Working naked – principles and origins

At the company, I founded and managed as CEO for 20 years, we used, and perhaps coined, the phrase “Working naked”. It was an amalgamation of our values statement which focuses on individual freedom and responsibility along with our unique work-life experience which included

  • Flexible schedule
  • Flexible work location
  • Decentralized management aka No bosses

Work naked Values

Our value statement is at the bottom but the 6 key points are as follows

  • Everyone thinks: Intelligent, intellectually curious, logical, and systematic
  • Everyone leads: Proactive, assertive, principled, and confident
  • Everyone grows: Intellectually curious, ambitious, energetic, and motivated
  • Everyone serves: Proactive, informed, constructive, and focused
  • Everyone shares: Outgoing, communicative, engaging, enthusiastic, and helpful
  • Everyone strives: Productive, focused, driven, and motivated (1)

These values accentuate independence, initiative and freedom … ala working naked

Work naked Work places

Freedom is just a word unless you back it up with how you treat people in the work place

There is no true freedom if

  • You enforce captive employment in an office or otherwise restrict their freedom of movement
  • You make people work by a rigid schedule or otherwise restrict their time
  • You micromanage and boss people around

Instead offer …

  • a Flexible schedule – Let your teamwork wherever the Hell they want
  • a Flexible work location – Let your teamwork whenever the Hell they want
  • Decentralized management – Get the Hell out of their way

Make it happen

It’s not that hard to implement and it will be the single, biggest and most impactful thing you do for work place morale, motivation and productivity. Here are 3 simple steps

  • Flexible location – Go remote. Ok, have an office. I love offices as long as I’m not required to work in them. They are great for meetings, interviews, getting corporate mail, hanging plants etc. But otherwise let people work remote.
  • Flexible Schedule – Focus on the results, not when or how long people work to achieve them. That allows your team to work a flexible schedule
  • Decentralized management – Empower your people to solve problems, implement solutions. Once empowered, let them do their jobs. Let them figure out how to solve business problems themselves, while you focus on facilitating them. If they need help, be there for them. If they don’t, get out of their way.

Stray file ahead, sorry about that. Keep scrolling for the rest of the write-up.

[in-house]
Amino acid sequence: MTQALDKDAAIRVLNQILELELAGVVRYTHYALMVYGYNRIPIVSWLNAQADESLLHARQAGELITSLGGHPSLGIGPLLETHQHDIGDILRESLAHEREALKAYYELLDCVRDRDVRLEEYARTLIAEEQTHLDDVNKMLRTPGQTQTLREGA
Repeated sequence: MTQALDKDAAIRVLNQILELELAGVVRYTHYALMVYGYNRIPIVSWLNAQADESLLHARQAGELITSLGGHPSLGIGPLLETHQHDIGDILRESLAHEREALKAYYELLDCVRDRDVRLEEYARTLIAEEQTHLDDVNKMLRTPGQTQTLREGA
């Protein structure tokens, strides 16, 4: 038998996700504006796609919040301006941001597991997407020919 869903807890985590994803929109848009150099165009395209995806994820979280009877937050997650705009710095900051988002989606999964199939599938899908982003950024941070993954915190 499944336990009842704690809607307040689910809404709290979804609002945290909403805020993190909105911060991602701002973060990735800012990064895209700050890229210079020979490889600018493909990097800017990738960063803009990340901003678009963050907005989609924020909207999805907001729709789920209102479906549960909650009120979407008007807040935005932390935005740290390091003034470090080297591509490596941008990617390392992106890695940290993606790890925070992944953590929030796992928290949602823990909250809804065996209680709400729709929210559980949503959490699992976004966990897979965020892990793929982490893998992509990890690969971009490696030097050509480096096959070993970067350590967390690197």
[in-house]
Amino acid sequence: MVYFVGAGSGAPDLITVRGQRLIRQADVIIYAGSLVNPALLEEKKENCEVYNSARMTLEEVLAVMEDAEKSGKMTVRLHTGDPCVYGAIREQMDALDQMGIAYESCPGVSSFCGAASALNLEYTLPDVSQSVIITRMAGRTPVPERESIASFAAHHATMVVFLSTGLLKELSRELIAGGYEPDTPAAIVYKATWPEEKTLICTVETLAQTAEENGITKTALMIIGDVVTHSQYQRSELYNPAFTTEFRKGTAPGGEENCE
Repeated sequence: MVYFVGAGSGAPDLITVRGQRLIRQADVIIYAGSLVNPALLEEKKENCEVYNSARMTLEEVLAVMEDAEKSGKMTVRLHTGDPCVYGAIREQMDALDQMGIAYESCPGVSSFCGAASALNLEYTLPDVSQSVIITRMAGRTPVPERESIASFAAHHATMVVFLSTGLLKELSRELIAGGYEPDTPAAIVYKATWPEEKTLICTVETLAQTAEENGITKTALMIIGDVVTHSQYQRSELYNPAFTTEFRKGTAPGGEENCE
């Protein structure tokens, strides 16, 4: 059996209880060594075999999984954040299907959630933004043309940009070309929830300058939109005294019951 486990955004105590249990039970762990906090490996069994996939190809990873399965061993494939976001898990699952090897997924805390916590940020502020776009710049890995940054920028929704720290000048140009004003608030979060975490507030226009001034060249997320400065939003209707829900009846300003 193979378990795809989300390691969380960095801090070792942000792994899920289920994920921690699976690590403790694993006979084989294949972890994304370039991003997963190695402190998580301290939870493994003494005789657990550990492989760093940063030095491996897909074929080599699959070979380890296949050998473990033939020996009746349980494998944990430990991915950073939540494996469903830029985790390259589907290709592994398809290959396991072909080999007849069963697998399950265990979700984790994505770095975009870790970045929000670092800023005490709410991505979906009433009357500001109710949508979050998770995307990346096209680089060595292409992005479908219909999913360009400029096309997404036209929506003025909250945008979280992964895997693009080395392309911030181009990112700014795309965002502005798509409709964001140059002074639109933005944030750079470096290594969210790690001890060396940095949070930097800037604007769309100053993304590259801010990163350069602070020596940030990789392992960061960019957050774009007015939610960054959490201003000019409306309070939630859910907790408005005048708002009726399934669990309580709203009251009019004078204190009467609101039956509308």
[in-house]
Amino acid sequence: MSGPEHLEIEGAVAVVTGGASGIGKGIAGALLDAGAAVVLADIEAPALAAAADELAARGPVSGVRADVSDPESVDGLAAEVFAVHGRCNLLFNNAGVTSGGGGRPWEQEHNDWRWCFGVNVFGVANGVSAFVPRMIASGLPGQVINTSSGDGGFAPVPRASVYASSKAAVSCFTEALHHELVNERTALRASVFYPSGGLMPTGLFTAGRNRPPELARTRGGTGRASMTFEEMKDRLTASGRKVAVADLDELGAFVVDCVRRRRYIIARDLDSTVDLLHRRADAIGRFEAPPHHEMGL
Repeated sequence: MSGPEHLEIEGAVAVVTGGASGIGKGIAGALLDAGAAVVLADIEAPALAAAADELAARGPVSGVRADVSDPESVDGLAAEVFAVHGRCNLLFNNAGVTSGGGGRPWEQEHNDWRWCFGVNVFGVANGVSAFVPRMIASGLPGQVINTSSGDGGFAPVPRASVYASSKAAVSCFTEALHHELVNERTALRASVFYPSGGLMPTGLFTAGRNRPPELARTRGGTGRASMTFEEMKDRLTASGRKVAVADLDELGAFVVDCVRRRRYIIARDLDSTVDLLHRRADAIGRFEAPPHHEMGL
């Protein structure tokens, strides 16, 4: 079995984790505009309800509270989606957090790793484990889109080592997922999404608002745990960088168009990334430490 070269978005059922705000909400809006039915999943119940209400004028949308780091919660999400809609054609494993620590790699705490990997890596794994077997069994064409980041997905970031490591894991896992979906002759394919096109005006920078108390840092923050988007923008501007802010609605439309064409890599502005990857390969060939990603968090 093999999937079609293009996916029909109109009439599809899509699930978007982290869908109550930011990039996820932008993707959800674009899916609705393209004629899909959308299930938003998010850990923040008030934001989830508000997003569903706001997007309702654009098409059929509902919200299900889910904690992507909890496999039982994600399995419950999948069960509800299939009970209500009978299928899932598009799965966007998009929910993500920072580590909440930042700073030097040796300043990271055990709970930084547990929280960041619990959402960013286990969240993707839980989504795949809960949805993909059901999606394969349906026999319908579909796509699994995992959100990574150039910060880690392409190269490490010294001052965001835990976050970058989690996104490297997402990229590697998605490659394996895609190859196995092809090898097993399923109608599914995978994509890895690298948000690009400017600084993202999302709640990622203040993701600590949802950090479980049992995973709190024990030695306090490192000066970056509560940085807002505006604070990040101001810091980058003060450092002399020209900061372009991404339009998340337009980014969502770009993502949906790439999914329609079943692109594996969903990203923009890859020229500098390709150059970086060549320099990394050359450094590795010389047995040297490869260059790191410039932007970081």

If you don’t know how to manage remote workers effectively, you will need to learn. Enterprise SCRUM and other AGILE approaches will help you

Where did the term “Working naked” originate?

I was working as a consultant at Bank Boston in the late 90’s. During my tenure, Bank Boston was acquired by Fleet and they began laying everyone off. Despite my temporary work status I was the single remaining person on the floor on my last day. They had cut the air conditioning, earlier in the week, and it was quite hot. I remember saying, “Hell, I could work naked and nobody would even know!”. Whether I ever acted on that impulse or not will not be disclosed lest I be accused of over-sharing …  but I thought to myself, “Wow, wouldn’t it be cool if I could be at a job where I COULD?”. Thus, the seed of this concept was planted in my head

I had already created some software, that in its nascent form, would go on to become some of the first ApexSQL tools. I still had 3 years left of consulting, though, before I would create my company and give myself, and later my team, the work-life freedoms that I had dreamed of in that hot, empty floor in a downtown Boston skyscraper.

How can *I* work naked?

Many and soon most companies will offer these same benefits. If you don’t work for one, quit and go work for the ones who do.

If you are reading this from Serbia, apply for a job at ApexSQL/Quest. These freedoms are still being offered and in some ways, even accentuated. For example, they purchased everyone a top of the line, Dell laptop to allow people to work anywhere they want. Vrlo dobro!

Working naked values statement

Everyone thinks: Intelligent, intellectually curious, logical, and systematic

We are all knowledge workers. Our primary tool is our brain and the power of our thought drives our actions and produces results. Don’t look to “bosses” to think for you; think for yourself; think outside of the box to achieve the best results. Think critically, objectively and with full information before you answer, act or deliver. Lack of thinking blinds us to obvious problems. Critical thought allows us to bake elegance and simplicity into everything we do

Everyone leads: Proactive, assertive, principled, and confident

We are all leaders of the company, of our team, of ourselves and of our tasks. Proactively identify problems and solve them. Don’t ask questions but make recommendations. Perform duties with minimal supervision. Don’t just worry about issues or ignore them, but express your concern through direct action. Ensure you are aligned with goals of the company and your team at all times and your actions promote tangible and measurable progress towards those goals

Everyone grows: Intellectually curious, ambitious, energetic, and motivated

Professional development is a cornerstone to our success. Constantly work to increase your knowledge, skills and efficiency. Don’t wait to be told to learn or grow; make it a daily habit. Don’t seek to learn by asking questions. Become an expert in your competency and share with others; add value to our processes and organization via actionable, well researched, and informed recommendations

Everyone serves: Proactive, informed, constructive, and focused